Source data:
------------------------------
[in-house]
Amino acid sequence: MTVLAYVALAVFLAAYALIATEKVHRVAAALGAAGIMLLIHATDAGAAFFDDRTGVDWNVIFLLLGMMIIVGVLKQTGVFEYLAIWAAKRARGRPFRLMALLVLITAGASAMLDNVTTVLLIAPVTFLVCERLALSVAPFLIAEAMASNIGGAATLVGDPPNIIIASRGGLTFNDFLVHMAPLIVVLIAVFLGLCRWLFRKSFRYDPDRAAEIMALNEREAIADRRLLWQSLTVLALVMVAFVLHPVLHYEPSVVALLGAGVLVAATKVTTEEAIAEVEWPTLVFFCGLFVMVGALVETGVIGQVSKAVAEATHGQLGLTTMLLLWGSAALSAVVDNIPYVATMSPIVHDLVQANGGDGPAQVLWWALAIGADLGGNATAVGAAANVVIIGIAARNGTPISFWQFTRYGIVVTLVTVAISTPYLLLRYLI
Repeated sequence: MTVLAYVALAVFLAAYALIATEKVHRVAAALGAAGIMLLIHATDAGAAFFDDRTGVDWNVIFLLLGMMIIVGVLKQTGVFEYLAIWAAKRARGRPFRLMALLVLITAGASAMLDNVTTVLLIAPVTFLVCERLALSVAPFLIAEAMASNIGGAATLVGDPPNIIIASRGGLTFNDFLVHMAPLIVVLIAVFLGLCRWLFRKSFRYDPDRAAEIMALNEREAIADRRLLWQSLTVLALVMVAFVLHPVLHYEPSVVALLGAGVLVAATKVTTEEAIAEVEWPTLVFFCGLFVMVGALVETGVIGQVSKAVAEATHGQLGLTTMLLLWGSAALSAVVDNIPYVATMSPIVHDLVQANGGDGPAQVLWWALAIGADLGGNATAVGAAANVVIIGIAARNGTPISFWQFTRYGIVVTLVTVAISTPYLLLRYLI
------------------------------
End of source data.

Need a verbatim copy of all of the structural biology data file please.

[in-house]
Amino acid sequence: MTVLAYVALAVFLAAYALIATEKVHRVAAALGAAGIMLLIHATDAGAAFFDDRTGVDWNVIFLLLGMMIIVGVLKQTGVFEYLAIWAAKRARGRPFRLMALLVLITAGASAMLDNVTTVLLIAPVTFLVCERLALSVAPFLIAEAMASNIGGAATLVGDPPNIIIASRGGLTFNDFLVHMAPLIVVLIAVFLGLCRWLFRKSFRYDPDRAAEIMALNEREAIADRRLLWQSLTVLALVMVAFVLHPVLHYEPSVVALLGAGVLVAATKVTTEEAIAEVEWPTLVFFCGLFVMVGALVETGVIGQVSKAVAEATHGQLGLTTMLLLWGSAALSAVVDNIPYVATMSPIVHDLVQANGGDGPAQVLWWALAIGADLGGNATAVGAAANVVIIGIAARNGTPISFWQFTRYGIVVTLVTVAISTPYLLLRYLI
Repeated sequence: MTVLAYVALAVFLAAYALIATEKVHRVAAALGAAGIMLLIHATDAGAAFFDDRTGVDWNVIFLLLGMMIIVGVLKQTGVFEYLAIWAAKRARGRPFRLMALLVLITAGASAMLDNVTTVLLIAPVTFLVCERLALSVAPFLIAEAMASNIGGAATLVGDPPNIIIASRGGLTFNDFLVHMAPLIVVLIAVFLGLCRWLFRKSFRYDPDRAAEIMALNEREAIADRRLLWQSLTVLALVMVAFVLHPVLHYEPSVVALLGAGVLVAATKVTTEEAIAEVEWPTLVFFCGLFVMVGALVETGVIGQVSKAVAEATHGQLGLTTMLLLWGSAALSAVVDNIPYVATMSPIVHDLVQANGGDGPAQVLWWALAIGADLGGNATAVGAAANVVIIGIAARNGTPISFWQFTRYGIVVTLVTVAISTPYLLLRYLI